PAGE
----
Highest Rated Movies

Filmography

MOVIES

RATING TITLE CREDIT BOX OFFICE YEAR
No Score Yet Danger: Love At Work
  • Actor
2012
40% Cold Turkey
  • Hiram C. Grayson
1971
60% Sex and the Single Girl
  • The Chief
1964
75% It's a Mad, Mad, Mad, Mad World
  • Dinckler
1963
63% Pocketful of Miracles
  • Hutchins, the Butler
1961
No Score Yet The Story of Mankind
  • Sir Walter Raleigh
1957
No Score Yet Her Husband's Affairs
  • J.B. Cruikshank
1947
No Score Yet Down to Earth
  • Messenger 7013
1947
No Score Yet The Ghost Goes Wild
  • Actor
1947
No Score Yet Earl Carroll Sketchbook
  • Dr. Milo Edwards
1946
No Score Yet Faithful In My Fashion
  • Actor
1946
No Score Yet Lady on a Train
  • Mr. Haskell
1945
No Score Yet The Town Went Wild
  • Everett Conway
1944
88% Arsenic and Old Lace
  • Mr. Witherspoon
1944
No Score Yet Summer Storm
  • Count Volsky
1944
100% The Gang's All Here
  • Peyton Potter
1943
No Score Yet Thank Your Lucky Stars
  • Farnsworth
1943
No Score Yet Forever and a Day
  • Sir Anthony
1943
No Score Yet Springtime in the Rockies
  • McTavish
1942
No Score Yet I Married an Angel
  • Peter
1942
No Score Yet The Magnificent Dope
  • Horace Hunter
1942
No Score Yet Weekend for Three (Week-End for Three)
  • Fred Stonebraker
1941
No Score Yet Sunny
  • Henry Bates
1941
No Score Yet Ziegfeld Girl
  • Noble Sage
1941
100% Here Comes Mr. Jordan
  • Messenger 7013
1941
No Score Yet The Body Disappears
  • Prof. Reginald X. Shotesbury
1941
100% Holiday
  • Nick Potter
1938
29% Bluebeard's Eighth Wife
  • The Marquis De Loiselle
1938
No Score Yet College Swing
  • Hubert Dash
1938
No Score Yet Angel
  • Graham
1937
No Score Yet The Great Garrick
  • Tubby
1937
100% Lost Horizon
  • Alexander P. Lovett
1937
88% Shall We Dance
  • Jeffrey Baird
1937
No Score Yet Oh, Doctor!
  • Edward J. Billop
1937
No Score Yet The King and the Chorus Girl
  • Count Humbert Evel Bruger
1937
No Score Yet Man in the Mirror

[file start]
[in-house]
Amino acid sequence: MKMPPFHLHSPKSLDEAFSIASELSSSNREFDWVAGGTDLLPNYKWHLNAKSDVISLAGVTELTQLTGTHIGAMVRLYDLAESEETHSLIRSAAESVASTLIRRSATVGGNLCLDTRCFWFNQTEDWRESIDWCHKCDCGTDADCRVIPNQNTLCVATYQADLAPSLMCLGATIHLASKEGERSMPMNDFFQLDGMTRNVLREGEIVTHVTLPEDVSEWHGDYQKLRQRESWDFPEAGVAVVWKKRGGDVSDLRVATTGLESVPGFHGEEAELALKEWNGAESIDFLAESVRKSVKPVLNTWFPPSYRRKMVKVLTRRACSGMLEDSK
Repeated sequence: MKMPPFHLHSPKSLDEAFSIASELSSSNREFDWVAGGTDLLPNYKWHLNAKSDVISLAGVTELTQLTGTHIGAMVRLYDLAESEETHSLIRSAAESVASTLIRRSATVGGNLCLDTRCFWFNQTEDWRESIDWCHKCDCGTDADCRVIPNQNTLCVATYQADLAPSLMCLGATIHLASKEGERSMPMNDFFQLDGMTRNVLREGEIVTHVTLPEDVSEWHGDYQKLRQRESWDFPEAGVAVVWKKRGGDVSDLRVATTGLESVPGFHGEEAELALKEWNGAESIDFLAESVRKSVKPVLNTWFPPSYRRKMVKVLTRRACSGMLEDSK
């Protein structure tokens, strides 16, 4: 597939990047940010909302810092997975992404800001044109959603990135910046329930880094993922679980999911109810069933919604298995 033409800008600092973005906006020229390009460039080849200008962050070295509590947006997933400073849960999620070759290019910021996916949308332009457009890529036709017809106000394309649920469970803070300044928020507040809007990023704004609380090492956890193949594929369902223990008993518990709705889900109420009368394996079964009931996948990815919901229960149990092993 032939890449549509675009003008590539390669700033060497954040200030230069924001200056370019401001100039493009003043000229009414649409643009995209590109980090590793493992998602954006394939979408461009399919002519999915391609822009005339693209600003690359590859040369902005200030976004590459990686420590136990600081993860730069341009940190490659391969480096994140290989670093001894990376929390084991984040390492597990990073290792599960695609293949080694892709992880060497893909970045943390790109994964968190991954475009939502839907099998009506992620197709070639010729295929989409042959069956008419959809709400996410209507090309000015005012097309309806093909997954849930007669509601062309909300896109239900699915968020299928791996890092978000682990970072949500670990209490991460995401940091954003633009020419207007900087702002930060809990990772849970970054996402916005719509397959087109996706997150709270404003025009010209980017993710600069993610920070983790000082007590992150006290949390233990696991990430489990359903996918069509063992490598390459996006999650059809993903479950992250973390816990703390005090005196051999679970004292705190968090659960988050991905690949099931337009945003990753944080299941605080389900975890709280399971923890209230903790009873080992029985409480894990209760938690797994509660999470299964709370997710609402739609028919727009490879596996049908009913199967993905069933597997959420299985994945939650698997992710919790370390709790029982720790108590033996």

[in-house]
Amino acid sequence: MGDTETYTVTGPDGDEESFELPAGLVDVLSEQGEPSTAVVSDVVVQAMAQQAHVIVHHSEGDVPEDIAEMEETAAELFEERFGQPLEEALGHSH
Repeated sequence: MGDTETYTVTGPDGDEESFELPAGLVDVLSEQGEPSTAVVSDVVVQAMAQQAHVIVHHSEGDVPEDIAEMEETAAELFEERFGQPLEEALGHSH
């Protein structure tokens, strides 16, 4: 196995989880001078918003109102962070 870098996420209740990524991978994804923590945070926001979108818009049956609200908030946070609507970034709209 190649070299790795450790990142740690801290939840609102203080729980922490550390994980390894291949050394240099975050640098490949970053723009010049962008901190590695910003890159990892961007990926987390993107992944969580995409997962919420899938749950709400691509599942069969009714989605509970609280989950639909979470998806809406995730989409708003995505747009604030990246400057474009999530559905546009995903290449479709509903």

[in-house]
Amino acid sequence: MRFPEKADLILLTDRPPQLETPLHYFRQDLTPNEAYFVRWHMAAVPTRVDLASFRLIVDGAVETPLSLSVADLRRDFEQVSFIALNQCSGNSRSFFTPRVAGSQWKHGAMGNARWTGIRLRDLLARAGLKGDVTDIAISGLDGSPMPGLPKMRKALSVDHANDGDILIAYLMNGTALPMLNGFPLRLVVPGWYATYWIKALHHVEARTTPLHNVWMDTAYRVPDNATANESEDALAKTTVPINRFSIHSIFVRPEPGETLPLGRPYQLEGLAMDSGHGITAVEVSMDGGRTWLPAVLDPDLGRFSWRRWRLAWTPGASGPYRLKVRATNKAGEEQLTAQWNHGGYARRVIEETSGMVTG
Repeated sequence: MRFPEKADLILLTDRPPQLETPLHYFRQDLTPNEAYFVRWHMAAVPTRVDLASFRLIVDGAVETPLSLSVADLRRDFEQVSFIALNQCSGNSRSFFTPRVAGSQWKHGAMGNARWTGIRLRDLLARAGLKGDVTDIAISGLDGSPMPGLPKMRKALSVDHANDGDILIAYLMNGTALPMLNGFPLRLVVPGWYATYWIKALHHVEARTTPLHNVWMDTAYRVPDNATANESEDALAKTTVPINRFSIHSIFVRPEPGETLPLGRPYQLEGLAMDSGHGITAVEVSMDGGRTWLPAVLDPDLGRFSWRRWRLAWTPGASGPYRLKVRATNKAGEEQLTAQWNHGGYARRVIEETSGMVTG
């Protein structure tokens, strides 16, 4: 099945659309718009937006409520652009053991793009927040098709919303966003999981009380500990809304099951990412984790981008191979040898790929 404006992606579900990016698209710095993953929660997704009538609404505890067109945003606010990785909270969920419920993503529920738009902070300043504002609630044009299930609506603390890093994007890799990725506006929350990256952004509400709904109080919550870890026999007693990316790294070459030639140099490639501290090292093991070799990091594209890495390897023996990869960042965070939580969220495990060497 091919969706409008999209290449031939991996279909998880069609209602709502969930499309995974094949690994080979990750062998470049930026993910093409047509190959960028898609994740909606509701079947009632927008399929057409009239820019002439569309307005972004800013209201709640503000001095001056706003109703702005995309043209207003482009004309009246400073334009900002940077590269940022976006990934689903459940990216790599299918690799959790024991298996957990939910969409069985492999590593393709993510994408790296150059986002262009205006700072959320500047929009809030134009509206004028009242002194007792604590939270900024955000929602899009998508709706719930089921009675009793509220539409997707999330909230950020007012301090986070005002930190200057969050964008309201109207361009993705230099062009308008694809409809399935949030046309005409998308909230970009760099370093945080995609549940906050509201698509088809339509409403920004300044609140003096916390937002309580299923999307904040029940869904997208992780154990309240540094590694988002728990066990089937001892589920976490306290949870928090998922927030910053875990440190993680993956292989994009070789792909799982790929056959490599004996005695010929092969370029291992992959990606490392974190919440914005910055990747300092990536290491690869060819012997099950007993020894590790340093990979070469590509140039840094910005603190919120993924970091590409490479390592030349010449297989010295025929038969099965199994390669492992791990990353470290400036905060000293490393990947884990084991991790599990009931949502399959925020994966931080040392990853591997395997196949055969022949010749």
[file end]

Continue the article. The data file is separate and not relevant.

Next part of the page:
• Jeremy Dike
1936
No Score Yet The Singing Kid
  • Davenport Rogers
1936
No Score Yet Little Big Shot
  • Mortimer Thompson
1935
100% Top Hat
  • Horace Hardwick
1935
No Score Yet In Caliente
  • Harold Brandon
1935
78% The Devil Is a Woman
  • Don Paquito
1935
No Score Yet Private Secretary
  • Rev. Robert Spalding
1935
88% The Merry Widow
  • Ambassador
1934
100% The Gay Divorcee
  • Egbert Fitzgerald
1934
No Score Yet Kiss and Make-Up
  • Marcel Caron
1934
No Score Yet It's a Boy
  • Dudley Leake
1934
No Score Yet Smarty
  • Vernon Thorpe
1934
No Score Yet Sing and Like It
  • Adam Frink
1934
75% Design for Living
  • Max Plunkett
1933
No Score Yet Alice in Wonderland
  • Mad Hatter
1933
91% Trouble in Paradise
  • Francois Filiba
1932
No Score Yet Roar of the Dragon
  • Busby
1932
No Score Yet But the Flesh Is Weak
  • Sir George
1932
No Score Yet Smart Woman
  • Billy Ross
1931
92% The Front Page
  • Bensinger
1931
No Score Yet Lonely Wives
  • Mr. Smith/Mr. Zero
1931
No Score Yet Reaching for the Moon (1930)
  • Roger
1930
No Score Yet Holiday
  • Nick Potter
1930
No Score Yet Wide Open
  • Simon Haldane
1930
No Score Yet La Boheme
  • Colline
1926
No Score Yet Beggar on Horseback
  • Neil McRae
1925

TV

RATING TITLE CREDIT YEAR
No Score Yet Batman
1966-1968
  • Chicken
  • 1966

Quotes from Edward Everett Horton's Characters